Just as I said, when we examine all this agitation we find that there is not much in it. It all adds up to the area electricity boards. Also I should have thought that the hon. Member for Kidderminster, more than anyone else in the House, was quite capable of making up his mind. It is true that he usually makes it up in the wrong way, but I am certain he is capable of making it up. That he now turns to the Herbert Committee and says that it must be right because that Committee says so, does not do any justice to the hon. Member's considerable intelligence.

I am interested to discover that the hon. Member leaves out the Generating Board, which is an enormous user of national capital. There is experience in this matter with the electricity supply industry in the past, because the old Central Electricity Board, created under the 1926 Act, had a Treasury guarantee for its capital. That board, however, which constructed the electricity grid and was an early publicly-owned undertaking, made no use of its Treasury guarantee and raised its money without it. But there has never been evidence to those who have studied electricity finance and costs to show that the old Central Electricity Board was any more efficient or outstandingly economical in the use of capital as compared with its successors simply because it happened to raise its money without a Treasury guarantee.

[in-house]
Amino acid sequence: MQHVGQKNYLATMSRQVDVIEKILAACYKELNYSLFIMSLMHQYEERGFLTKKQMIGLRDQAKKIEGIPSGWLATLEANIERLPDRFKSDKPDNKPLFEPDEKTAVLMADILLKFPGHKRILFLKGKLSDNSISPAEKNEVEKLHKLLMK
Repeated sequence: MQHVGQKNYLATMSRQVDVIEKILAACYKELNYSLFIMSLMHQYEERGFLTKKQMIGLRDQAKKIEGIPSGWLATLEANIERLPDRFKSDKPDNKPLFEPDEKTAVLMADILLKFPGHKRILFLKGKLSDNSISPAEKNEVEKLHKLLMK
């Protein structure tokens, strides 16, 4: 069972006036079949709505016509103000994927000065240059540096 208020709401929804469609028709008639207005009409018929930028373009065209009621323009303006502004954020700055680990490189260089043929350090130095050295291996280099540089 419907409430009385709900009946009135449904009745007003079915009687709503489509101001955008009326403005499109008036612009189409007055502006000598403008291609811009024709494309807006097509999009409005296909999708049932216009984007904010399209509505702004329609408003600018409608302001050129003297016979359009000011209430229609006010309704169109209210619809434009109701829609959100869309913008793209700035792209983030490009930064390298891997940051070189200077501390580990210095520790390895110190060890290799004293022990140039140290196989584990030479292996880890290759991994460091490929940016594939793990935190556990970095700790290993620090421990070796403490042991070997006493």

Some of my hon. and right hon. Friends may disagree with this observation: I speak not as a financial expert but merely as an engineer and productive worker. Electricity seems to be the main culprit in all this, but it is doubtful whether in practice raising independent capital would make any real difference. It is, after all a publicly-owned undertaking, a statutory monopoly. It is a fairly safe and certain investment and I should have thought that the interest rates would have been very little different with or without public support. Some of my hon. Friends may disagree with my conclusion, but if that be the case there is no point in hon. Members opposite making such a song and dance about the business generally.